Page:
Surprising Fact About Cooking: The Toxic Air
The loud sizzle after placing a steak on a grill pan. The intoxicating fragrance of garlic frying in olive oil. The golden, crispy skin on a perfectly sautéed piece of fish. The process of cooking almost immediately creates a symphony of smells, sights, and sounds that flood the human senses.
Men and women around the world have been investing energy in the ability to transform food since the dawn of time. One of the benefits of discovering fire—aside from creating a heat source—was the potential to change the taste and texture of fresh game or gathered vegetables. Fast-forward some millennia, and the human relationship with cooking has evolved even further. We designate an entire room in our homes to the preparation of food; we have careers that surround it and institutions that teach people how to do it.
However, it rarely occurs to the average person that the cooking process brings high concentrations of pollutants into indoor environments. Every time someone sautés, fries, grills, or toasts food, intense heat is being applied to fat and carbohydrates. The result of this process is the creation of particulate matter, nitrogen dioxide, carbon monoxide, carbon dioxide, and volatile organic compounds (Smith, 2013).
Have you ever smelled the intense aroma of a fat or oil reaching the smoking point? This smell is actually a volatile organic compound called Arcolein. This organic compound is present in cooked foods. It is formed from carbohydrates, vegetable oils and animal fats, and amino acids during the heating of foods. This organic compound is also formed by the combustion of petroleum fuels and biodiesel (Stevens, Maier, 2008). Unsurprisingly, Arcolein is toxic to humans and is a strong irritant for skin, eyes, and nasal passages (Arntz, et.al., 2007).
The average American spends over 20 hours per month cooking meals in the home (Global Studies, 2015). This time investment can add up to a significant amount of direct interaction with pollutants that can have serious long-term health implications.
“Literally millions to many millions of people are routinely being exposed to air pollutants at levels that we don’t allow outdoors,” states Brett Singer, a staff scientist at Lawrence Berkeley National Laboratory who studies indoor air quality and cooking emissions in particular.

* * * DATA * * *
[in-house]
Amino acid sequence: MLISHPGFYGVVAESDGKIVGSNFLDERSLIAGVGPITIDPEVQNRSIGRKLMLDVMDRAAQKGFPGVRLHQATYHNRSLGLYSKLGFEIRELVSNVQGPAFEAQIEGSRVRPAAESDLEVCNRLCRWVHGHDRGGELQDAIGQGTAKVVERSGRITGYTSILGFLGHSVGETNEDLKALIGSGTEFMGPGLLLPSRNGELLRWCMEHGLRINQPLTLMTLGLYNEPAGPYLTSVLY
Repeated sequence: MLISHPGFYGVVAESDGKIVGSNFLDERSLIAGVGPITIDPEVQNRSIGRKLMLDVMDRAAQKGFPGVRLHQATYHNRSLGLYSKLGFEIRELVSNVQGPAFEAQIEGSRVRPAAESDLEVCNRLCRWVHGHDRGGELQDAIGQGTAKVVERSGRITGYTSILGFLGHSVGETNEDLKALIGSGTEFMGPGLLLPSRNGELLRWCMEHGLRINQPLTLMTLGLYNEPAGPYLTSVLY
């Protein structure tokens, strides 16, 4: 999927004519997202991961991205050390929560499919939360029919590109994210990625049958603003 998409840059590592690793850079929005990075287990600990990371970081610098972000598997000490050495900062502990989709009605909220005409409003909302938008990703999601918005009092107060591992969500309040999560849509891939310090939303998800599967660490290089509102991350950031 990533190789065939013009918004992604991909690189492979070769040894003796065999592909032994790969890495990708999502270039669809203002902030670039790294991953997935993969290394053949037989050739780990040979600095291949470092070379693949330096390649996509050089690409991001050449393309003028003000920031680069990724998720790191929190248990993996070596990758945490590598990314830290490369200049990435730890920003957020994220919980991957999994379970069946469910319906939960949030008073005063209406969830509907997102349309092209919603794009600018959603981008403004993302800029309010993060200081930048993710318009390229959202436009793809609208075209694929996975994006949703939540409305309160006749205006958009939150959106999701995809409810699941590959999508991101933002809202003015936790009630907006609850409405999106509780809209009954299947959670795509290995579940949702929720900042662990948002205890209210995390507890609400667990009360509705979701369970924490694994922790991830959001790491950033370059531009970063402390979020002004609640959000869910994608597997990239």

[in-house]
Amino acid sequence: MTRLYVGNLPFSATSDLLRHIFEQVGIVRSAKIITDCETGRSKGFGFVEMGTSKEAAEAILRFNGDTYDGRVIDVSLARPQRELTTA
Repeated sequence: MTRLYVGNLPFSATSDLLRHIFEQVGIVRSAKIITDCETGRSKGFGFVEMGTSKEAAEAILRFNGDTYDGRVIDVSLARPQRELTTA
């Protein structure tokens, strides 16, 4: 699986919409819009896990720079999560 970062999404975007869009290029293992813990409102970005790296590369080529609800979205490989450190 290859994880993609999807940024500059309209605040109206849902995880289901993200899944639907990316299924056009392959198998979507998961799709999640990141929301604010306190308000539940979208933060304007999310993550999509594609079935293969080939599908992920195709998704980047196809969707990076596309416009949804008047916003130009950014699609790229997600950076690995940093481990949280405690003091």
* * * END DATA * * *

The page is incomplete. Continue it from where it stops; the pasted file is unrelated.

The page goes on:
Singer’s team used a sample group representing Southern California households, of which more than half use natural gas to cook (Nicole, 2014). This sample group modeled gas stove emissions and exposures in California households and judged that during a winter week—because windows are more likely to be closed—1.7 million Californians could be exposed to carbon monoxide levels that exceed national and state air quality standards, simply by cooking on gas stoves without the use of a range hood and 12 million could be exposed to excessive levels of nitrogen dioxide (Logue, et. al., 2014).
Modern technology has not done much to alleviate the exposure of human beings to the harmful particulates we come in contact with while preparing food on the stove or oven. We have all turned on the fan or the range hood when there is too much smoke in the kitchen. However, most range hoods on the market today simply recirculate the pollutants throughout a larger surface area. They do not necessarily move the pollution from indoor to outdoor, as they should (Seville, 2012).
Thankfully, there is a viable solution on the horizon.
Nouvair is a new product on the market that will change the way we address the indoor air pollution crisis. Nouvair is a sophisticated device that sucks in and filters cooking smoke, food odor, and harmful pollutants more efficiently than a traditional range hood. At about 6 inches in diameter and about 5 inches in height, Nouvair can be placed directly over the source of the pollution to ensure none of the unwanted byproducts of cooking get into your home.
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Arntz, D., Fischer, A., Höpp, M., Jacobi, S., Sauer, J., Ohara, T., Sato, T., Shimizu, N. and Schwind, H. 2007. Acrolein and Methacrolein. Ullmann's Encyclopedia of Industrial Chemistry. .
Delp WW, Singer BC. Performance assessment of U.S. residential cooking exhaust hoods. Environ Sci Technol 46(11):6167–6173 (2012); http://dx.doi.org/10.1021/es3001079.
Global Studies - Cooking: Attitudes and time spent. (2015). Retrieved May 26, 2017, from http://www.gfk.com/global-studies/global-studies-cooking-attitudes-and-time-spent/
Logue JM, Klepeis NE, Lobscheid AB, Singer BC. (2014). Pollutant exposures from natural gas cooking burners: a simulation-based assessment for Southern California. Environ Health Perspect 122:43–50; http://dx.doi.org/10.1289/ehp.1306673
Nicole, W. (2014, January). Cooking Up Indoor Air Pollution: Emissions from Natural Gas Stoves. Retrieved May 23, 2017, from https://ehp.niehs.nih.gov/122-a27/
Seville, C. (2012, April 17). Why Range Hoods Don't Work. Retrieved May 24, 2017, from http://www.greenbuildingadvisor.com/blogs/dept/green-building-curmudgeon/why-range-hoods-don-t-work
Smith, P. A. (2013, July 22). The Kitchen as a Pollution Hazard. Retrieved May 25, 2017, from https://well.blogs.nytimes.com/2013/07/22/the-kitchen-as-a-pollution-hazard/
Stevens, J. F., & Maier, C. S. (2008, January). Acrolein: Sources, metabolism, and biomolecular interactions relevant to human health and disease. Retrieved May 24, 2017, from https://www.ncbi.nlm.nih.gov/pmc/articles/PMC2423340/
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